Kaseya's Staff were fired for pointing out and/or trying to fix the security vulnerability, as early as 2017, that led to thousands of companies being hit with a ransomware attack recently.

@thegibson @Theeo123


"One former employee told Bloomberg that in 2019 he sent Kaseya higher-ups a 40-page memo outlining his security concerns, one of several attempts he made during his tenure to convince company leaders to address such issues.

"He was fired two weeks later, a decision he believes was related to these efforts, he said in an interview with the outlet."

@thegibson @Theeo123 From the Bloomberg article:

"Another employee said Kaseya rarely patched its software or servers and stored customer passwords in clear text -- meaning they were unencrypted -- on third-party platforms, practices the employee described as glaring security flaws."

@erosdiscordia @TheGibson @Theeo123 this should be considered criminal negligence, and people from Kaseya's management should go to jail for that.

Of course, that's not going to happen.

@rysiek @thegibson @Theeo123 There really needs to be some sort of lawsuit mounted for this. It's ridiculous.

Depending on the states where affected MSPs were located, I wonder if there is grounds for it?

Listen to this, also from the B article:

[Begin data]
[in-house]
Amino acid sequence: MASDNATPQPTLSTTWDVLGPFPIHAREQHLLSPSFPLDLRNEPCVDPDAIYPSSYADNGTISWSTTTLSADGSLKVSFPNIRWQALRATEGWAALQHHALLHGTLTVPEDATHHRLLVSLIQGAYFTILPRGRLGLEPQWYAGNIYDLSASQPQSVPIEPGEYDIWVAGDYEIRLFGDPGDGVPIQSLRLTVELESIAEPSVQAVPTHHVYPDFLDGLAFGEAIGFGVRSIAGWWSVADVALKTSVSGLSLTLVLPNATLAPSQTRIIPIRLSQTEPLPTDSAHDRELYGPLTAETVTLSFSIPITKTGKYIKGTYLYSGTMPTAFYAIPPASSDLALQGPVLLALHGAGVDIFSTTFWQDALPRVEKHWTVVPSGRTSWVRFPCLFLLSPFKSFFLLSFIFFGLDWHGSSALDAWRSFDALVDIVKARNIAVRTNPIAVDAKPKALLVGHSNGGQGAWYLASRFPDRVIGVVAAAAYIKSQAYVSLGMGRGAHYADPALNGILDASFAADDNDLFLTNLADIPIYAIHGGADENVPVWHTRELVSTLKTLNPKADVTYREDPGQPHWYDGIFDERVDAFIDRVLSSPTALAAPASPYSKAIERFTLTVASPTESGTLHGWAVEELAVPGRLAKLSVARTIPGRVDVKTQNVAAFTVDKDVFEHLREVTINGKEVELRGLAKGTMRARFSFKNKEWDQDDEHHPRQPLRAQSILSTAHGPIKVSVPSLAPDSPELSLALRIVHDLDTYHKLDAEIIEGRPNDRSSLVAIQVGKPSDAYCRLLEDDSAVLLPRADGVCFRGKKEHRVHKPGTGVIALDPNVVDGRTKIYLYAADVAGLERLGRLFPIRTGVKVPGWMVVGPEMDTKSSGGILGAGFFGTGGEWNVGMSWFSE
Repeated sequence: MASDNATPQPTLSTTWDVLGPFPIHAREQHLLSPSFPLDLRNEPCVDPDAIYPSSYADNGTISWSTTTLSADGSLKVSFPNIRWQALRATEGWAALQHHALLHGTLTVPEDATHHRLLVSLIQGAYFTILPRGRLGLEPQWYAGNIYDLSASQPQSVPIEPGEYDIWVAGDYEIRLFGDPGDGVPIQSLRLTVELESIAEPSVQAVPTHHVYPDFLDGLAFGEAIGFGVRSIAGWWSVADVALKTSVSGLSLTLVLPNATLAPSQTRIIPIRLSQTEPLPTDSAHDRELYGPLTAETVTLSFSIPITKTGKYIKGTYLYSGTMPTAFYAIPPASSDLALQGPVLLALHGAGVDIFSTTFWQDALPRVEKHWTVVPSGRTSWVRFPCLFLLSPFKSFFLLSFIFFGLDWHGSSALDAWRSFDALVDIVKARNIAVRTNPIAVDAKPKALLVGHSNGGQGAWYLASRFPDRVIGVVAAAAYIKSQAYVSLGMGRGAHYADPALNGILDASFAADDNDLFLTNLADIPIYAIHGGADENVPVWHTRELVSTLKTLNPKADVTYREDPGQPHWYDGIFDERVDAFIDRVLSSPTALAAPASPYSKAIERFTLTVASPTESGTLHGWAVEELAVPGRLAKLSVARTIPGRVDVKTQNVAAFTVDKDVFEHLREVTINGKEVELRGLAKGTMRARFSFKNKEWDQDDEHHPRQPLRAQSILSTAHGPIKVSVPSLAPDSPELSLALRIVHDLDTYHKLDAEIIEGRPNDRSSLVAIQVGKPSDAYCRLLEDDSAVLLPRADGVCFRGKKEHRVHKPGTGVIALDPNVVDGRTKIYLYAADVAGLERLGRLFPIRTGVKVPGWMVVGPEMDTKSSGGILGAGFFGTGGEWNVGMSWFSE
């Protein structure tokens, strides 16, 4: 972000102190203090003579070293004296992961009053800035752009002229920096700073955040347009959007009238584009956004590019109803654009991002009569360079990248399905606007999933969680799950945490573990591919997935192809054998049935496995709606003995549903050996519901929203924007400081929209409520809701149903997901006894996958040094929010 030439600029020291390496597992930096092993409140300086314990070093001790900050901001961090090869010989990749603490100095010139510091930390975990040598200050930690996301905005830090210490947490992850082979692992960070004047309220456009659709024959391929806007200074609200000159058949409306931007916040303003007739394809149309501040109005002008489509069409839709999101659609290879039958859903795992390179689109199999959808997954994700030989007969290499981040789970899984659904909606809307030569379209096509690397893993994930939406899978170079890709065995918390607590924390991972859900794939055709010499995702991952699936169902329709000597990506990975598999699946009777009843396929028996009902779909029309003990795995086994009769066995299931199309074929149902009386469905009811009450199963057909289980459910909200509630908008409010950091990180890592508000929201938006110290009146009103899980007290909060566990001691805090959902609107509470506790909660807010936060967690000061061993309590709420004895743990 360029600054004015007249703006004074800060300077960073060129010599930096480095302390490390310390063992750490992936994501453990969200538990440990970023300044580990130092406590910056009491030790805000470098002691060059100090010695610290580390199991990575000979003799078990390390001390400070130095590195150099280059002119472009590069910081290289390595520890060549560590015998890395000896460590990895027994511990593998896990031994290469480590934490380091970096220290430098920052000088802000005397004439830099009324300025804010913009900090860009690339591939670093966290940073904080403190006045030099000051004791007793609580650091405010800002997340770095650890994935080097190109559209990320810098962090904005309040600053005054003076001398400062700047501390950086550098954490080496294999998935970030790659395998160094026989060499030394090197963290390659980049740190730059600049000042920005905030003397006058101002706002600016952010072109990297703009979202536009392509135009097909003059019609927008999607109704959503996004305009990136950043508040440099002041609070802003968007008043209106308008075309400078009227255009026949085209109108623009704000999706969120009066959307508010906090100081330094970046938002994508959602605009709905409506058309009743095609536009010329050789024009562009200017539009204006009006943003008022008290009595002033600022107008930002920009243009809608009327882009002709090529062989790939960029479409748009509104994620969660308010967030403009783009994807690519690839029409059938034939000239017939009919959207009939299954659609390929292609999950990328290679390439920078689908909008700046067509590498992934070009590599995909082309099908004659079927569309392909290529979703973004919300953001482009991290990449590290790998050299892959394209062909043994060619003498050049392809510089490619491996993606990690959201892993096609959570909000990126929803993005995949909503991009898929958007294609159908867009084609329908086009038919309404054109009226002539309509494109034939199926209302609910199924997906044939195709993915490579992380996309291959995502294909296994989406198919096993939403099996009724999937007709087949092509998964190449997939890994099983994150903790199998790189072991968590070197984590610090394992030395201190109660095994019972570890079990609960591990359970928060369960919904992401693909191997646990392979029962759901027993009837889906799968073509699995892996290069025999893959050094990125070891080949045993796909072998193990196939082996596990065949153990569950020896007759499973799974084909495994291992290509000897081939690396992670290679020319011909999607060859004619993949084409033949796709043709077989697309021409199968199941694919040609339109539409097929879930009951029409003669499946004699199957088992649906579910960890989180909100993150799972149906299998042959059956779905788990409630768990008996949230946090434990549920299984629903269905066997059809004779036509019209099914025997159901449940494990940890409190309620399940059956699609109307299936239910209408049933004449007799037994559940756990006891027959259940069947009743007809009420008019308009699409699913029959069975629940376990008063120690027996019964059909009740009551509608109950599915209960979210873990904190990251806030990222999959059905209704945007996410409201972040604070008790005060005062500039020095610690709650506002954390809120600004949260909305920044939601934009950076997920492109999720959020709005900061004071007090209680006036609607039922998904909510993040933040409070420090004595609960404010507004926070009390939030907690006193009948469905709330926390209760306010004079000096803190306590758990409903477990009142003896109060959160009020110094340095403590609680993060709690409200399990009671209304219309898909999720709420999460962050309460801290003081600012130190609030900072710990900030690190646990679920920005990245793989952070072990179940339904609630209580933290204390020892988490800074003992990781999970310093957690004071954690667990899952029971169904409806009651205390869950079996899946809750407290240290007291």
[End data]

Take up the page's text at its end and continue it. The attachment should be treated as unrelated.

"After studying database log files, Weiss [an MSP owner in CA] said he proved to Kaseya that its software was the vector the hackers had used to target his company.

“They didn’t assign anyone to my account or even follow up to make sure everything was going OK,” he said. “I felt like I was on my own.” He subsequently terminated his contract with Kaseya."

@erosdiscordia @TheGibson @Theeo123 some class action, perhaps?

A bit orthogonal, but it's also related to how we talk about such breaches:

"Hackers hacked Kaseya" evokes a different reaction to this than "Kaseya's management was negligent".


@rysiek @thegibson @Theeo123 I don't think it would be too difficult to prove that the management failed first, considering how it sounds like they handled prior breaches.

I was thinking a class action. Florida's probably a tough sell, their laws are fucked beyond belief. But CA, NY?

@rysiek @erosdiscordia @thegibson
"Hackers hacked Kaseya" evokes a different reaction to this than "Kaseya's management was negligent".
Valid point!!

@Theeo123 @rysiek @erosdiscordia

Sodinokibi hit Kaseya ina similar attack in 2019. Sodinokibi became Revil last year.

I’m betting we find out they maintained persistence over the 2 year period and planned this attack.

@rysiek @erosdiscordia @thegibson @Theeo123

It will be complex, but certainly can happen.

Kaseya supplied services and software to other companies, and such contracts always contain provisions about data protection and information security. If Kaseya customers choose to sue them for violation of contract, they have huge chances of winning.

@Theeo123 Guess they don't have an intern to blame it all on like SolarWinds.


@Theeo123 Ignorance is bliss*.

* Until you get hit with the ransomware attack.

@Theeo123 The paragraph which really leaped out at me from that article? The one about outsourcing to Belarus.

That part of the timeline meshes pretty well with the start of our organization seriously considering bailing on the product, which up to that point we'd loved and used for a dozen years or so.

I'm so, SO glad we jumped ship in 2019.

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